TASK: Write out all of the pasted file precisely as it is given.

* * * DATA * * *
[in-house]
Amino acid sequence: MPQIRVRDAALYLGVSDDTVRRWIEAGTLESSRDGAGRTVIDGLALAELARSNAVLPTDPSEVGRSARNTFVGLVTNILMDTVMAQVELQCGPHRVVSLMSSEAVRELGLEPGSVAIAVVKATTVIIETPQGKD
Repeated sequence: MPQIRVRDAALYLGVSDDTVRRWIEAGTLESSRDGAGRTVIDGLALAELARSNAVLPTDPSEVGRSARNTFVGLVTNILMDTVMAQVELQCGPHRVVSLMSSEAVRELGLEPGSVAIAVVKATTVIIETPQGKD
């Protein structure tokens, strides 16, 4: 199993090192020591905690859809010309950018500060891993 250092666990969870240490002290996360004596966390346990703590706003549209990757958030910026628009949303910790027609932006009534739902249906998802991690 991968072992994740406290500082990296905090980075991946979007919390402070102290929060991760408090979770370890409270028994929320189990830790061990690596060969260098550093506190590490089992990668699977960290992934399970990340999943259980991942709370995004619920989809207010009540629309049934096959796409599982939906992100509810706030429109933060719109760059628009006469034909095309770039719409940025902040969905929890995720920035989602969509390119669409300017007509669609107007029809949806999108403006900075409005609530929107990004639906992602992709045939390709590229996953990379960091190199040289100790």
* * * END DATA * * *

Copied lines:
[in-house]
Amino acid sequence: MPQIRVRDAALYLGVSDDTVRRWIEAGTLESSRDGAGRTVIDGLALAELARSNAVLPTDPSEVGRSARNTFVGLVTNILMDTVMAQVELQCGPHRVVSLMSSEAVRELGLEPGSVAIAVVKATTVIIETPQGKD
Repeated sequence: MPQIRVRDAALYLGVSDDTVRRWIEAGTLESSRDGAGRTVIDGLALAELARSNAVLPTDPSEVGRSARNTFVGLVTNILMDTVMAQVELQCGPHRVVSLMSSEAVRELGLEPGSVAIAVVKATTVIIETPQGKD
């Protein structure tokens, strides 16, 4: 199993090192020591905690859809010309950018500060891993 250092666990969870240490002290996360004596966390346990703590706003549209990757958030910026628009949303910790027609932006009534739902249906998802991690 991968072992994740406290500082990296905090980075991946979007919390402070102290929060991760408090979770370890409270028994929320189990830790061990690596060969260098550093506190590490089992990668699977960290992934399970990340999943259980991942709370995004619920989809207010009540629309049934096959796409599982939906992100509810706030429109933060719109760059628009006469034909095309770039719409940025902040969905929890995720920035989602969509390119669409300017007509669609107007029809949806999108403006900075409005609530929107990004639906992602992709045939390709590229996953990379960091190199040289100790």